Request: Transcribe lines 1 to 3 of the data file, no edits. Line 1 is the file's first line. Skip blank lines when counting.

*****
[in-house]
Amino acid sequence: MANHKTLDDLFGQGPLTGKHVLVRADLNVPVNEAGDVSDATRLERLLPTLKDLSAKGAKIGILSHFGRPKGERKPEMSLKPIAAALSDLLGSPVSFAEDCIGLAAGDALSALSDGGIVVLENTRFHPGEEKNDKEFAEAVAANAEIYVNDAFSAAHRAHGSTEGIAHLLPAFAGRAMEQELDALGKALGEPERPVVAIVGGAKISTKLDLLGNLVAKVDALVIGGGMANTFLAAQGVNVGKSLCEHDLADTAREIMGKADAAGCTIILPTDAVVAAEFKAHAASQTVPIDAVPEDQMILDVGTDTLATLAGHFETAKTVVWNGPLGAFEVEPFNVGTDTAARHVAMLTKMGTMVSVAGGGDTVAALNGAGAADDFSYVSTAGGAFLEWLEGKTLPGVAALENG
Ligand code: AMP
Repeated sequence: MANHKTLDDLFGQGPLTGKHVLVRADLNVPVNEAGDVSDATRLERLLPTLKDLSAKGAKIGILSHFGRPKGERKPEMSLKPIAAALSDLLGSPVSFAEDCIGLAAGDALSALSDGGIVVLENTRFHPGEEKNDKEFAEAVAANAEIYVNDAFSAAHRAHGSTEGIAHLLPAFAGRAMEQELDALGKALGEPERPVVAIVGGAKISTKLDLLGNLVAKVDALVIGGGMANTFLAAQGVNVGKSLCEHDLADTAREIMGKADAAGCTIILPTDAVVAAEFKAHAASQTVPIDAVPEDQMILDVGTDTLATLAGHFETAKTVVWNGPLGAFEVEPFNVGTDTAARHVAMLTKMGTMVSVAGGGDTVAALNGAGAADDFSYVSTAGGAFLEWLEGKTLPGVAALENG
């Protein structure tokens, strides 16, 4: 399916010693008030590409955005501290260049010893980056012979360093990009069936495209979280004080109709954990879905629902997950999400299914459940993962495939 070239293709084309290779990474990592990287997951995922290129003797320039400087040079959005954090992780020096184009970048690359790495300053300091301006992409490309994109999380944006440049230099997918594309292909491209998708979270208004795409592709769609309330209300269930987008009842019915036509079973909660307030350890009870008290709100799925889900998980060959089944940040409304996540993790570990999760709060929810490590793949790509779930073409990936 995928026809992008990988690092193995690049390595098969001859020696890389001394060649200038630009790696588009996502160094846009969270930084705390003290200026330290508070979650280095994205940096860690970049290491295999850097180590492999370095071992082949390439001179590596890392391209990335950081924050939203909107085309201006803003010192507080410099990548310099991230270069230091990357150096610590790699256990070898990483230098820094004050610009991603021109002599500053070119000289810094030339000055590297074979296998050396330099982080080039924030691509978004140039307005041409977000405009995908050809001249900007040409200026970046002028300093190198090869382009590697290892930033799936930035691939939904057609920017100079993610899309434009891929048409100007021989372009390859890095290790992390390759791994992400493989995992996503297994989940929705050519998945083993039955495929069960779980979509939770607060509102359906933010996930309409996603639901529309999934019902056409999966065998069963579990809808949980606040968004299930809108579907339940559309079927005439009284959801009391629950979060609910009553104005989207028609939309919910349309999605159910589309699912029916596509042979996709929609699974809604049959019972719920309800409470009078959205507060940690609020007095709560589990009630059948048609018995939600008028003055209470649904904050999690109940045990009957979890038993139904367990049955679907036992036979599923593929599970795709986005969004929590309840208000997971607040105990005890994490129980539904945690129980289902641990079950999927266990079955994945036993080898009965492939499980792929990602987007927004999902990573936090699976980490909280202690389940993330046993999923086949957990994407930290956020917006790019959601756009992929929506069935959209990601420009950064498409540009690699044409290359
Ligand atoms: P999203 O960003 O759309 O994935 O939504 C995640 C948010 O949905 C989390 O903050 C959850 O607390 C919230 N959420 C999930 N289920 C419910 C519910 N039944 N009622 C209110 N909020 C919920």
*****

[in-house]
Amino acid sequence: MANHKTLDDLFGQGPLTGKHVLVRADLNVPVNEAGDVSDATRLERLLPTLKDLSAKGAKIGILSHFGRPKGERKPEMSLKPIAAALSDLLGSPVSFAEDCIGLAAGDALSALSDGGIVVLENTRFHPGEEKNDKEFAEAVAANAEIYVNDAFSAAHRAHGSTEGIAHLLPAFAGRAMEQELDALGKALGEPERPVVAIVGGAKISTKLDLLGNLVAKVDALVIGGGMANTFLAAQGVNVGKSLCEHDLADTAREIMGKADAAGCTIILPTDAVVAAEFKAHAASQTVPIDAVPEDQMILDVGTDTLATLAGHFETAKTVVWNGPLGAFEVEPFNVGTDTAARHVAMLTKMGTMVSVAGGGDTVAALNGAGAADDFSYVSTAGGAFLEWLEGKTLPGVAALENG
Ligand code: AMP